Is This Global Biopharmaceutical Primed for Growth?
Ryan is a member of The Motley Fool Blog Network -- entries represent the personal opinion of the blogger and are not formally edited.
A SWOT analysis is a look at a company’s strengths, weaknesses, opportunities, and threats, and is a tremendous way to gain a detailed and thorough perspective on a company and its future. As the new year begins, I would like to pinpoint a global biopharmaceutical company engaged in the discovery, development, and commercialization of therapies for cancer and immune-inflammatory related diseases, Celgene (NASDAQ: CELG).
- Accelerated Revenue Growth: In 2006, Celgene reported revenue of $899 million; in 2011, the company announced revenue of $4.84 billion, representing year over year annual growth of 40.31%, a trend which is highly anticipated to sustain into the future, with projections placing 2016 revenue at $9.10 billion, this explosion in growth was caused by the introduction of several new products into the market
- Institutional Vote of Confidence: 82% of shares outstanding are held by institutional investors, displaying the confidence some of the largest investors in the world have in the company and its future
- Cash & Equivalents: Currently, Celgene possesses $1.86 billion of cash and cash equivalents on their balance sheets, a major upside to the business
- Strong Product Portfolio: As of the end of 2011, Celgene possessed 4 major drugs, with several more in developmental stages, and this diversification and strong product portfolio gives the company greater predictability and sustainability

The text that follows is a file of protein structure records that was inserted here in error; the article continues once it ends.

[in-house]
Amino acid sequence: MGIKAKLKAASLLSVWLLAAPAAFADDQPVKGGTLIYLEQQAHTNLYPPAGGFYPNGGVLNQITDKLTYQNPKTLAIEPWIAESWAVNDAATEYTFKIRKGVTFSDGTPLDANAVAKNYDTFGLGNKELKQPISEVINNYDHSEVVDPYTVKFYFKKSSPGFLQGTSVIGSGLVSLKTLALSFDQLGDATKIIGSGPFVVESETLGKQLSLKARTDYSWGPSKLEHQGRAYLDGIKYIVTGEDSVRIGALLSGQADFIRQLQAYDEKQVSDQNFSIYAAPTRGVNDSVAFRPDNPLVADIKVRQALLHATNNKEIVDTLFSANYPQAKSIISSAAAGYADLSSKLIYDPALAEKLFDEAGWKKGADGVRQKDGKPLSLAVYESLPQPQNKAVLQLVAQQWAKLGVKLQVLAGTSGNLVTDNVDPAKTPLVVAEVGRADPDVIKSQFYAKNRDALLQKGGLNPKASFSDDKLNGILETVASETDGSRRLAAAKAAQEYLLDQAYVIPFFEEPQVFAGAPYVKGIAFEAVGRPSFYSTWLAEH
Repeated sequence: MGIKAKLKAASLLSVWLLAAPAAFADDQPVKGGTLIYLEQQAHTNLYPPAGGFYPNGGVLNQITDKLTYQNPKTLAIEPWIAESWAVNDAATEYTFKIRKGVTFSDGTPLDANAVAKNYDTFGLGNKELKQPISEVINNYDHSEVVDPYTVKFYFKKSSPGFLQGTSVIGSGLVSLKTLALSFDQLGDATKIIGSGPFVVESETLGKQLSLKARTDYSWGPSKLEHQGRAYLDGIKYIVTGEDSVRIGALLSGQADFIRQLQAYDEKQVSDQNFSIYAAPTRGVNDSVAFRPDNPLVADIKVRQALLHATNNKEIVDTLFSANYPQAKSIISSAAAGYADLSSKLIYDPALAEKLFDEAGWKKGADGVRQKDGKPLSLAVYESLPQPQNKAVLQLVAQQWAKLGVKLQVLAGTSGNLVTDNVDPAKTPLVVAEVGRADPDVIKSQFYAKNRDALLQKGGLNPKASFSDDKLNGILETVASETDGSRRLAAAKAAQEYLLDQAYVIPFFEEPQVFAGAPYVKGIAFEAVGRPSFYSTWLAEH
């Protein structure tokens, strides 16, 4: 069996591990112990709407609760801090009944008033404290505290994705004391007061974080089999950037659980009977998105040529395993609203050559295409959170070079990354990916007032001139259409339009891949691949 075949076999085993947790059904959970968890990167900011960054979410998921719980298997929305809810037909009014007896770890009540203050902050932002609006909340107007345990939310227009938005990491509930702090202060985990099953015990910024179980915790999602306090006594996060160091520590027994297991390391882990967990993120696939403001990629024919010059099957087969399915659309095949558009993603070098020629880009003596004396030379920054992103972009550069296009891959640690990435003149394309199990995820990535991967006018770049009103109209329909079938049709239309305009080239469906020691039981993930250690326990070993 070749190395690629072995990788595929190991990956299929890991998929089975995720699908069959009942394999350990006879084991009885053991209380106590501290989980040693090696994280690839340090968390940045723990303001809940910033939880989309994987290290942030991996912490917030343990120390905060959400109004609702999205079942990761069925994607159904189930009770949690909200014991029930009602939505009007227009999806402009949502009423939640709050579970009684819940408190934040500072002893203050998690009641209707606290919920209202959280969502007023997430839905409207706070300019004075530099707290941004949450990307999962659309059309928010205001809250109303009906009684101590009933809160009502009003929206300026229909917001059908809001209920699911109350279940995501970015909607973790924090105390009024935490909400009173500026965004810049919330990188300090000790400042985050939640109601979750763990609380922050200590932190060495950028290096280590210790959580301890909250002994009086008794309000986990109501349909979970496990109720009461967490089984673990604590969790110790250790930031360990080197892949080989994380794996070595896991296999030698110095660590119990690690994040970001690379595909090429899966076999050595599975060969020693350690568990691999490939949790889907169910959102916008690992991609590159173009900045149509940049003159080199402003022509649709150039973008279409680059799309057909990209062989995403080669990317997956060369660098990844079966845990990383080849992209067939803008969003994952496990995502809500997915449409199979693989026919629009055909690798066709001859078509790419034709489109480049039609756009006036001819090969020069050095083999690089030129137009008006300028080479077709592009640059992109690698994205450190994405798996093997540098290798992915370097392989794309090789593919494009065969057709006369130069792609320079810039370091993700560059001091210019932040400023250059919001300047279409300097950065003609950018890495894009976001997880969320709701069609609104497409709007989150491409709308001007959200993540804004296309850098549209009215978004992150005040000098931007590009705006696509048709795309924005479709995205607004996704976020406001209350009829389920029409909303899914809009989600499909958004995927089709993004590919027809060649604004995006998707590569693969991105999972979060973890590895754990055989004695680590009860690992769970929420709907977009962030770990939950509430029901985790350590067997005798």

- Wide Reach: In 2011, Celgene employed 4,500 in over 50 countries, and in total utilized their therapies to benefit 200,000 patients across the globe, and with this wide reach comes greater diversification and predictability
- Double Digit Margins: At the moment, Celgene carries a net profit margin of 27.22%, representing a strong and profitable company primed for growth, this double digit margin is due to Celgene’s pricing power and premium offerings
- Strong Translation of Revenue Growth into Gross Profit Growth: The translation of revenue growth into gross profit growth has been outstanding by the company, with margins increasing over time (2006 net margin: 7.7% 2011 net margin: 27.2%), a sign of a strong company
- Lack of Dividend: In no time in the company’s history has a dividend been paid to shareholders, and no plans have been expressed by the company to do so in the future, a major disadvantage
- Pricy Valuation: Celgene currently carries a price to earnings ratio of 21.64, a price to book ratio of 6.17, and a price to sales ratio of 6.79, all of which point to a company trading with a relatively pricy valuation
- Debt: At the moment, Celgene carries $2.78 billion of debt on their balance sheets, a major disadvantage to the business
- Operating Expenses: When a business expands such as Celgene’s has, the cost related to operating that business grow, however over the past years operating expenses have outgrown revenues, due to a meteoric rise in research and development spending